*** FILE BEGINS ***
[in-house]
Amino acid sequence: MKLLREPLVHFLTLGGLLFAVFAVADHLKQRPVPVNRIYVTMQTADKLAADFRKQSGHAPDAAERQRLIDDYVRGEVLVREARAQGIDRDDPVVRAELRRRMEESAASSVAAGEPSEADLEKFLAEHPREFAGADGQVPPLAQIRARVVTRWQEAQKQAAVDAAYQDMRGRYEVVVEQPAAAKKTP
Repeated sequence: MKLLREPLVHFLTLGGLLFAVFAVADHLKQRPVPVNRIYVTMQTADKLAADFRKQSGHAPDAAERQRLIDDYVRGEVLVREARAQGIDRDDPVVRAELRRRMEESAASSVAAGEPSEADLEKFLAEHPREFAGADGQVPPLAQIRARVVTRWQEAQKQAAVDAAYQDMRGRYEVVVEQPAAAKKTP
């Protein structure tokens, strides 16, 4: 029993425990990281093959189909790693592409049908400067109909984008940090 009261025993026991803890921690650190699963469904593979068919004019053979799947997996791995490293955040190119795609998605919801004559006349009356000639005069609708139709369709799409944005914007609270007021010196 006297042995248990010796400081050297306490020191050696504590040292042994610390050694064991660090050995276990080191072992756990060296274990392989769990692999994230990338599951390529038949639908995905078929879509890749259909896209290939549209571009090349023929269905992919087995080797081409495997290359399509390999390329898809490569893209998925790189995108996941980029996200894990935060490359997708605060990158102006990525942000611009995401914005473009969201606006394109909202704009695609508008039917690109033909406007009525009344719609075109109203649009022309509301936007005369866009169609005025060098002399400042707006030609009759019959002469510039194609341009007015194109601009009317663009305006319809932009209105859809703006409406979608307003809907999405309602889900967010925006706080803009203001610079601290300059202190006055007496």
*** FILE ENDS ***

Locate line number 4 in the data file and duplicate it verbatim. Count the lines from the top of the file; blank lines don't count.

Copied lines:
């Protein structure tokens, strides 16, 4: 029993425990990281093959189909790693592409049908400067109909984008940090 009261025993026991803890921690650190699963469904593979068919004019053979799947997996791995490293955040190119795609998605919801004559006349009356000639005069609708139709369709799409944005914007609270007021010196 006297042995248990010796400081050297306490020191050696504590040292042994610390050694064991660090050995276990080191072992756990060296274990392989769990692999994230990338599951390529038949639908995905078929879509890749259909896209290939549209571009090349023929269905992919087995080797081409495997290359399509390999390329898809490569893209998925790189995108996941980029996200894990935060490359997708605060990158102006990525942000611009995401914005473009969201606006394109909202704009695609508008039917690109033909406007009525009344719609075109109203649009022309509301936007005369866009169609005025060098002399400042707006030609009759019959002469510039194609341009007015194109601009009317663009305006319809932009209105859809703006409406979608307003809907999405309602889900967010925006706080803009203001610079601290300059202190006055007496």